New Delhi: On a windy August afternoon, Rajesh Tripathi walked along the Kelo river in Chhattisgarh’s power hub of Raigad district, pausing briefly in the shade of a tree to gather his thoughts.
Then, he pulled out his mobile phone from his shirt pocket and dialled a number: 080-41137280.
As a storm loomed in an overcast sky, he cleared his throat to speak: The Kelo river has turned black, he said. Its shoreline is littered with dead fish, the result of excessive presence of coal waste. Then, Tripathi went on to name three power utilities—JSPL Ltd, Monnet Ispat and Energy Ltd and Jayaswal Neco Industries Ltd— for the mess. To record public distress, he even pulled in local residents of Tannar village to talk about their plight. The river water had become too filthy to use.
An environment activist, Tripathi has been battling industrial pollution for years. But recently, he added another role to his career: He became a voluntary reporter for CGnet Swara, a news service that allows people to record and broadcast news over a phone.
Since its launch in February last year, CGnet Swara has recorded more than 900 reports as people from the grass roots —activists, stringers, students and farmers—called in.
There are poems and songs. Live interviews from parade grounds and public hearings. Then, there are yet many stories mirroring deep troubles of governance: health clinics that run without medicines, banks that never open, trucks that spirit away illegally mined minerals, a steel company caught distributing free umbrellas ahead of acquiring village land.
Shubhranshu Choudhary, the founder of CGnet Swara and a former BBC journalist, says the idea was to provide the tribal people of central India, who continue to remain under the radar of the market-driven media, a platform to exchange ideas and issues.
“News today is more capital-intensive than people-intensive,” Choudhary insists. “There’s a structural problem when news is presented with a top-down approach.”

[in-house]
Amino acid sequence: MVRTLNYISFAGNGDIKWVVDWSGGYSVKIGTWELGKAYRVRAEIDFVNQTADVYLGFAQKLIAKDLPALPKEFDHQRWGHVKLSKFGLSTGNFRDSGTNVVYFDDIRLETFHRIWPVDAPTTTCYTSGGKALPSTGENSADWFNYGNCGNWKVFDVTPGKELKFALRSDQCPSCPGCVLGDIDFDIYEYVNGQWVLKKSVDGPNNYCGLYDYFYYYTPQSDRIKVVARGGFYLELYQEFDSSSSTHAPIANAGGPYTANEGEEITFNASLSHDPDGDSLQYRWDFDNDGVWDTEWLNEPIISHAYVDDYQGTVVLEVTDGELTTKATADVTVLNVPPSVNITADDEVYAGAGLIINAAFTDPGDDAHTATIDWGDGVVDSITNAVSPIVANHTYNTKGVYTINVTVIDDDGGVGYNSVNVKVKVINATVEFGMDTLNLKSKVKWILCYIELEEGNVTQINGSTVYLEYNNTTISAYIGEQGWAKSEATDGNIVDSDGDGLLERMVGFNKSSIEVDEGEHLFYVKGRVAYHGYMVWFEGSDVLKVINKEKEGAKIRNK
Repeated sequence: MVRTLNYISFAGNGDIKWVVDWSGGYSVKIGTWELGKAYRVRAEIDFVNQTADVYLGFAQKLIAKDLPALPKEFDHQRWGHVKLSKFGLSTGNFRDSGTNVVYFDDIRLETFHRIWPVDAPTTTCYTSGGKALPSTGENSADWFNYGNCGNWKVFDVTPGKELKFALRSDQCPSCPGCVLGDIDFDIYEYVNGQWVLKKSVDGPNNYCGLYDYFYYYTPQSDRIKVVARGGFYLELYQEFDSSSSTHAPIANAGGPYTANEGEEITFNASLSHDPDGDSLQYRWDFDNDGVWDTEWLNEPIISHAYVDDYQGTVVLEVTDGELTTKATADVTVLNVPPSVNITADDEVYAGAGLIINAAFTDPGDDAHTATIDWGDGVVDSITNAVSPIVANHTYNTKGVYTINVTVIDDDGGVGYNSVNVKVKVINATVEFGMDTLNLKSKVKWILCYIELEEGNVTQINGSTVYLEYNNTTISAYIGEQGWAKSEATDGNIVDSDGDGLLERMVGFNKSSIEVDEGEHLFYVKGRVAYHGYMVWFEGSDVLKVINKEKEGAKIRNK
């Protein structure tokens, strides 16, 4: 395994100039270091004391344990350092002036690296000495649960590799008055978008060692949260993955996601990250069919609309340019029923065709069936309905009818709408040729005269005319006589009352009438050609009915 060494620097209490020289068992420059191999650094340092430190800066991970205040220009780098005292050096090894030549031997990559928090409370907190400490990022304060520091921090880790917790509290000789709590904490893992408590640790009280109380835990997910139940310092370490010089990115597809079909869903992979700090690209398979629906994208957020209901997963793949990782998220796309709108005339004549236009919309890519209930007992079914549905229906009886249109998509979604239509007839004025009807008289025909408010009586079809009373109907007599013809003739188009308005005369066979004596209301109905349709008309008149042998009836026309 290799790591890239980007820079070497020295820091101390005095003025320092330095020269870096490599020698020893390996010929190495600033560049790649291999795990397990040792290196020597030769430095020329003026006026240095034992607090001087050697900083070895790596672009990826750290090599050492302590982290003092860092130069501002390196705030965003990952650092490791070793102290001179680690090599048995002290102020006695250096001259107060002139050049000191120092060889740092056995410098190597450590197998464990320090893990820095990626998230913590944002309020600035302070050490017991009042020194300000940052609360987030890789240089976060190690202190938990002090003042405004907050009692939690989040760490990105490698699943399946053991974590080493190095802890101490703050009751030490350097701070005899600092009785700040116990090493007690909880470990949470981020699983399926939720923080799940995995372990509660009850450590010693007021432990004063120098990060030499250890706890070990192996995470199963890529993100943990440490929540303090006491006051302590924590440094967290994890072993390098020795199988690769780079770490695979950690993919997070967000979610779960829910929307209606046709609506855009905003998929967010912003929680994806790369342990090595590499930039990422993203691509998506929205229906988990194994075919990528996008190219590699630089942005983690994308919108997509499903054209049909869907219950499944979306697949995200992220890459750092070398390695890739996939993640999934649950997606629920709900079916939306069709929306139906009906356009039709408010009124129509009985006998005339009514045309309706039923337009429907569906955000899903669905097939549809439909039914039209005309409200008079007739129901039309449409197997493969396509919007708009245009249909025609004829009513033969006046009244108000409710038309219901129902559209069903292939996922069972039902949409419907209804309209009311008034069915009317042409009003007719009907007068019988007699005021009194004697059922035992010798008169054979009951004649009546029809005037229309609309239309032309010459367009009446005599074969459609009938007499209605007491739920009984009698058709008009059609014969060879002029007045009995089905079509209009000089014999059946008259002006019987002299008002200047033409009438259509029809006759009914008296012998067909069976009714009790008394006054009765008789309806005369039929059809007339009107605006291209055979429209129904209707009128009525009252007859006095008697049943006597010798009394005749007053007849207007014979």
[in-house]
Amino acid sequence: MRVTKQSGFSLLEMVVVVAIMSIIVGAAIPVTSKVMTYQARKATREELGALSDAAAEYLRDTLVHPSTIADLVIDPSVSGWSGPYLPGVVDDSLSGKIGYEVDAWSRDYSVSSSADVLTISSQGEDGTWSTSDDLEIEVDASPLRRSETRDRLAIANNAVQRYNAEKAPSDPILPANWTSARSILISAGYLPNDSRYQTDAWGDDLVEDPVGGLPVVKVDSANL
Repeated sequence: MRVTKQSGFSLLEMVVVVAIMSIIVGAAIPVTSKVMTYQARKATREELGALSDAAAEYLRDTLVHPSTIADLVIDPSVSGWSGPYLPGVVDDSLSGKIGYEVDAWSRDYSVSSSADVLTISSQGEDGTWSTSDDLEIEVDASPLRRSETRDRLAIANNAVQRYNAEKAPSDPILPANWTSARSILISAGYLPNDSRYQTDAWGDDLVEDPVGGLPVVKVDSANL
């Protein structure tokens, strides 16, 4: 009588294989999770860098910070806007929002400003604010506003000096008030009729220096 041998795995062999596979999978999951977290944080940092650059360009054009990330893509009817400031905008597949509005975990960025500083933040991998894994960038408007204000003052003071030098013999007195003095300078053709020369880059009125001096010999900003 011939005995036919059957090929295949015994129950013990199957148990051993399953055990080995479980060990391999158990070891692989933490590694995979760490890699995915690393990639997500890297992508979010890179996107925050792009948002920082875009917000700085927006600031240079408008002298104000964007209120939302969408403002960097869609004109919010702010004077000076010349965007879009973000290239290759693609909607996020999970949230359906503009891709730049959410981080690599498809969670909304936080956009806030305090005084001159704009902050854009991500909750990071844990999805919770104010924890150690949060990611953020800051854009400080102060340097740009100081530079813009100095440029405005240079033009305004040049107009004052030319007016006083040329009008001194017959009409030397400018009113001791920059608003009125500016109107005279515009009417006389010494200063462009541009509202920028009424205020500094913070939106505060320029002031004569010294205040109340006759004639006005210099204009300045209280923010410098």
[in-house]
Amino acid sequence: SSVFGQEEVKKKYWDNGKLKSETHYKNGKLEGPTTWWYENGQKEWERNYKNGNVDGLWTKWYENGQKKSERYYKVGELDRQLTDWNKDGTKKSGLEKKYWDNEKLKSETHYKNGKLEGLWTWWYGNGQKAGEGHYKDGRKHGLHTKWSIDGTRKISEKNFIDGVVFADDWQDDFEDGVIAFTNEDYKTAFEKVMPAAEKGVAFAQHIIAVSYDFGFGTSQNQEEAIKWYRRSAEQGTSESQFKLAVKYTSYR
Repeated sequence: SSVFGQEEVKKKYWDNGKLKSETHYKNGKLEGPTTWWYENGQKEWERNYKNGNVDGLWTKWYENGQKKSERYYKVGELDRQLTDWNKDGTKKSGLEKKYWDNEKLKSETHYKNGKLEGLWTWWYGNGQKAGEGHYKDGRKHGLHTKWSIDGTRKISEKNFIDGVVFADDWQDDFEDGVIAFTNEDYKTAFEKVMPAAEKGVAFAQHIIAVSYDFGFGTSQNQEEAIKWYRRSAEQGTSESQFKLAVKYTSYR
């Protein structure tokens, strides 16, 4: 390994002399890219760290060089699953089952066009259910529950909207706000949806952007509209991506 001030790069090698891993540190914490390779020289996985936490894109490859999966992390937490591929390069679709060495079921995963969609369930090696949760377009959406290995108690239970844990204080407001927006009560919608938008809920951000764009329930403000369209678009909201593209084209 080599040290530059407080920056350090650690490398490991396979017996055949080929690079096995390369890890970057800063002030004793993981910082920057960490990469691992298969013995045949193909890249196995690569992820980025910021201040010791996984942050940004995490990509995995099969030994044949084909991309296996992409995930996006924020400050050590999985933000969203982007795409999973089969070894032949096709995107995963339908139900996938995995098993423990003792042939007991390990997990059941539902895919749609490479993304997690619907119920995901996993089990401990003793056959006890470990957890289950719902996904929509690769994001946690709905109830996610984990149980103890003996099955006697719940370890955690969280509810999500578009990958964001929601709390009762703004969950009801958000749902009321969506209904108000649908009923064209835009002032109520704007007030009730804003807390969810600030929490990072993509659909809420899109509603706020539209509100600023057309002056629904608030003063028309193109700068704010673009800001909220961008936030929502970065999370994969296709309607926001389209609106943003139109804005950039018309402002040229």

One of the big gainers of India’s reforms has been the estimated $550 billion news industry, as ad revenues ascended with business expansion. The proliferation of bottomline-driven television channels and newspapers has, however, created a deep wedge in how news is produced and consumed for target audiences, leaving an insignificantly small space for development news.
Click here to listen to CGnet founder Shubhranshu Choudhary talk about idea behind the venture
Nearly 80 million of India’s tribal people, which is Choudhury’s main constituents, live without any means to access information, which he describes as a “communication breakdown” spawning insurgent-led violence in those parts.
So, the objective of Choudhury’s experimental project has been to bridge this gap and operate much like a community radio, where news can be relayed through mobile phones and used by people in remote villages that are otherwise without electricity, television or news.
But, as he started out, Choudhary discovered that the hurdles proved to be India’s community radio laws itself, which ban news broadcast and offer coverage limit of not more than 15km.
On the other hand, mobile phones offer messaging services—weather and commodity forecasts to fishermen and farmers—but the challenge was to reach out to the vast unlettered population that cannot read printed texts.
Choudhary, a Knight International fellow funded by the Washington-based International Centre for Journalists, a non-profit organization that supports media innovations, says the answer lay in technology.
With development assistance from the Massachusetts Institute of Technology and Microsoft Research India, CGnet Swara went on to build an interface on an open-source platform to combine telephony and the Internet to call, record and listen.
Armed with mobile phones, these news volunteers are, well, mobile. And they go about excavating underground news on the spot: from a highway, a moving train and even in the dead of night.
“Now it is 11.30 in the night, the mining work is going on,” reported Rajesh Satna in April. “The ranger is not picking up my phone after picking it up once. I want to ask the forest officials. Is the forest law only meant for the poor?”
Bhan Sahu, who recorded an eviction drive at a Raipur slum on 28 July, was in turn posed a question by a woman whose house was getting ripped down. “Are cities meant only for the rich?” the woman asked her.